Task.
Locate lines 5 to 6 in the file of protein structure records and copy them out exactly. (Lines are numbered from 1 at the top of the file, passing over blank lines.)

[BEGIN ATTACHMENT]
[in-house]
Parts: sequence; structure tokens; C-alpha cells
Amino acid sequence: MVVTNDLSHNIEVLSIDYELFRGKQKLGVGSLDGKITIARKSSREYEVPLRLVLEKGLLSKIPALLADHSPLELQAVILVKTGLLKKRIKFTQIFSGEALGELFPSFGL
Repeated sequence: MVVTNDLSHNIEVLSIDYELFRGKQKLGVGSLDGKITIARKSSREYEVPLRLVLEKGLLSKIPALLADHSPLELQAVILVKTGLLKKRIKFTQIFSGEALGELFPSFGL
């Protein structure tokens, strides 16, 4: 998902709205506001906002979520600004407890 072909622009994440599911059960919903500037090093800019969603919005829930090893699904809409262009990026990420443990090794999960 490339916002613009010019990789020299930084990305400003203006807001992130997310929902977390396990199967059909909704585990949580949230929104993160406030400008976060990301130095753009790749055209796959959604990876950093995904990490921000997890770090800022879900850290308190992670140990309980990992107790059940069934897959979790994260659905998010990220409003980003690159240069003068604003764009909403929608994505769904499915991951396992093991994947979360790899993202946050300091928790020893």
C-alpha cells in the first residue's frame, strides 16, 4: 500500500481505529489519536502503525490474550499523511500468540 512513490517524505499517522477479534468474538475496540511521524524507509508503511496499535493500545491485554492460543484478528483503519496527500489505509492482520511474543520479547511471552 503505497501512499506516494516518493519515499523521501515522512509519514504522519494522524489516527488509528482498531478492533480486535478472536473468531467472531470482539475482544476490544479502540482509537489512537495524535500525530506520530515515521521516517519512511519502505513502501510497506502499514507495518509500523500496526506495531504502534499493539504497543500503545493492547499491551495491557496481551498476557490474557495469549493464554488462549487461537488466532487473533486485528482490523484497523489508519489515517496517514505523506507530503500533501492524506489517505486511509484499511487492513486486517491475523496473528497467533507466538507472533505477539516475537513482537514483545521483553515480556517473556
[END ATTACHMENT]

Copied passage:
């Protein structure tokens, strides 16, 4: 998902709205506001906002979520600004407890 072909622009994440599911059960919903500037090093800019969603919005829930090893699904809409262009990026990420443990090794999960 490339916002613009010019990789020299930084990305400003203006807001992130997310929902977390396990199967059909909704585990949580949230929104993160406030400008976060990301130095753009790749055209796959959604990876950093995904990490921000997890770090800022879900850290308190992670140990309980990992107790059940069934897959979790994260659905998010990220409003980003690159240069003068604003764009909403929608994505769904499915991951396992093991994947979360790899993202946050300091928790020893």
C-alpha cells in the first residue's frame, strides 16, 4: 500500500481505529489519536502503525490474550499523511500468540 512513490517524505499517522477479534468474538475496540511521524524507509508503511496499535493500545491485554492460543484478528483503519496527500489505509492482520511474543520479547511471552 503505497501512499506516494516518493519515499523521501515522512509519514504522519494522524489516527488509528482498531478492533480486535478472536473468531467472531470482539475482544476490544479502540482509537489512537495524535500525530506520530515515521521516517519512511519502505513502501510497506502499514507495518509500523500496526506495531504502534499493539504497543500503545493492547499491551495491557496481551498476557490474557495469549493464554488462549487461537488466532487473533486485528482490523484497523489508519489515517496517514505523506507530503500533501492524506489517505486511509484499511487492513486486517491475523496473528497467533507466538507472533505477539516475537513482537514483545521483553515480556517473556